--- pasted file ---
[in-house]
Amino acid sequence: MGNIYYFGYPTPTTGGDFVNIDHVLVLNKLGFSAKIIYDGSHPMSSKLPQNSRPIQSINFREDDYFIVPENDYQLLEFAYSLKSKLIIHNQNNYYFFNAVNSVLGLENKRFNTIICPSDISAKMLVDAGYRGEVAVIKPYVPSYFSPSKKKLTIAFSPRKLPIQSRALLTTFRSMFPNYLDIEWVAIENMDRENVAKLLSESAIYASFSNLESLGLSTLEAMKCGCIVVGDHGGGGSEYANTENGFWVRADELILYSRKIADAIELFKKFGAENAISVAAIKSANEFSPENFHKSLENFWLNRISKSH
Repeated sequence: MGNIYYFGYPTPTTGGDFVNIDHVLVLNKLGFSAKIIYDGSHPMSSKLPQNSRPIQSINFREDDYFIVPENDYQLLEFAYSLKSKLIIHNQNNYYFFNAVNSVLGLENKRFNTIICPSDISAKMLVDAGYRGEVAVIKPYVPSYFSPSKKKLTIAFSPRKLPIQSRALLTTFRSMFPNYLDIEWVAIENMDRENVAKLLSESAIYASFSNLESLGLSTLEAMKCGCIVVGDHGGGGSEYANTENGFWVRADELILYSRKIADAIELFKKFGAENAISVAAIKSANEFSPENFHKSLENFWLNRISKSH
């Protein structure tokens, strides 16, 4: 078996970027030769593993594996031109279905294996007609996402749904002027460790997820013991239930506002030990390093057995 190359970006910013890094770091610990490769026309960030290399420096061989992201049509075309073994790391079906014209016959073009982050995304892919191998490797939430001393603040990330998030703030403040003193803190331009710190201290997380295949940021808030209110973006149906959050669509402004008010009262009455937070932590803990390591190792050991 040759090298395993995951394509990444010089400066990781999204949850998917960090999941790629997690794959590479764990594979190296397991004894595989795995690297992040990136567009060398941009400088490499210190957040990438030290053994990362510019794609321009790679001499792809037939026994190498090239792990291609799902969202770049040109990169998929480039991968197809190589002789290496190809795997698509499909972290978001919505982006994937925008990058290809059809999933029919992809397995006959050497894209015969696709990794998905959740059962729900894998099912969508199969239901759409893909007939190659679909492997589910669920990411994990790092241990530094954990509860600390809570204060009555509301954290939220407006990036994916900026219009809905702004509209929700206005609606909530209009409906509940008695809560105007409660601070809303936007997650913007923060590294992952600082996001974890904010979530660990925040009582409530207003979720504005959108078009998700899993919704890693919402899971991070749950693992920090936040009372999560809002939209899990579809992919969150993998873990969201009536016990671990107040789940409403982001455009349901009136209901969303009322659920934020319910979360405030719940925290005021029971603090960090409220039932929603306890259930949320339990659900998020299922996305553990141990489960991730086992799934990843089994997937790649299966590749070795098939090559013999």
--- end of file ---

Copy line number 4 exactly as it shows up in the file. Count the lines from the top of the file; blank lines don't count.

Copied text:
């Protein structure tokens, strides 16, 4: 078996970027030769593993594996031109279905294996007609996402749904002027460790997820013991239930506002030990390093057995 190359970006910013890094770091610990490769026309960030290399420096061989992201049509075309073994790391079906014209016959073009982050995304892919191998490797939430001393603040990330998030703030403040003193803190331009710190201290997380295949940021808030209110973006149906959050669509402004008010009262009455937070932590803990390591190792050991 040759090298395993995951394509990444010089400066990781999204949850998917960090999941790629997690794959590479764990594979190296397991004894595989795995690297992040990136567009060398941009400088490499210190957040990438030290053994990362510019794609321009790679001499792809037939026994190498090239792990291609799902969202770049040109990169998929480039991968197809190589002789290496190809795997698509499909972290978001919505982006994937925008990058290809059809999933029919992809397995006959050497894209015969696709990794998905959740059962729900894998099912969508199969239901759409893909007939190659679909492997589910669920990411994990790092241990530094954990509860600390809570204060009555509301954290939220407006990036994916900026219009809905702004509209929700206005609606909530209009409906509940008695809560105007409660601070809303936007997650913007923060590294992952600082996001974890904010979530660990925040009582409530207003979720504005959108078009998700899993919704890693919402899971991070749950693992920090936040009372999560809002939209899990579809992919969150993998873990969201009536016990671990107040789940409403982001455009349901009136209901969303009322659920934020319910979360405030719940925290005021029971603090960090409220039932929603306890259930949320339990659900998020299922996305553990141990489960991730086992799934990843089994997937790649299966590749070795098939090559013999």